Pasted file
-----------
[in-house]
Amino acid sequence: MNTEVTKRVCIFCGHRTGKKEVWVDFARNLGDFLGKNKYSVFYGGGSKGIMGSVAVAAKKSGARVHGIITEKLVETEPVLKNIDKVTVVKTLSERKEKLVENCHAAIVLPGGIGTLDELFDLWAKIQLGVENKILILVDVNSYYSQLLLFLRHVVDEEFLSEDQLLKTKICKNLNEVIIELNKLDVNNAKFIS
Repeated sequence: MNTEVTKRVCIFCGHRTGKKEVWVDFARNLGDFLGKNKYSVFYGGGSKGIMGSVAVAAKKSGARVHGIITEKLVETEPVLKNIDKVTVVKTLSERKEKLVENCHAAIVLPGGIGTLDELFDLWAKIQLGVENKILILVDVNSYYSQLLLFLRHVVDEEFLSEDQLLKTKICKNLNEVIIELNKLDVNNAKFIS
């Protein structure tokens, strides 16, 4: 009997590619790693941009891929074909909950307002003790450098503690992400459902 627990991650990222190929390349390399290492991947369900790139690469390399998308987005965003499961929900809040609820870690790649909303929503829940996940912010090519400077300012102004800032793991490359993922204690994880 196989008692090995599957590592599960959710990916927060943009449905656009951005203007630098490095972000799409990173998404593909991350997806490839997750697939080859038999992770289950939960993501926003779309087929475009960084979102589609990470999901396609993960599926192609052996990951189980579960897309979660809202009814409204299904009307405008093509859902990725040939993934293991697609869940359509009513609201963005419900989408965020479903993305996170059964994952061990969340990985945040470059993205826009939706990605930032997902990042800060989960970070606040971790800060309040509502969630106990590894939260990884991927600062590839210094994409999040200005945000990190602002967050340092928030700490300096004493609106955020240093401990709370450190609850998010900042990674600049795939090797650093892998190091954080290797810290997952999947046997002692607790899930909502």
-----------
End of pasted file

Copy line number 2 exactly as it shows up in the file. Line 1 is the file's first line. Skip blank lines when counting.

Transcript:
Amino acid sequence: MNTEVTKRVCIFCGHRTGKKEVWVDFARNLGDFLGKNKYSVFYGGGSKGIMGSVAVAAKKSGARVHGIITEKLVETEPVLKNIDKVTVVKTLSERKEKLVENCHAAIVLPGGIGTLDELFDLWAKIQLGVENKILILVDVNSYYSQLLLFLRHVVDEEFLSEDQLLKTKICKNLNEVIIELNKLDVNNAKFIS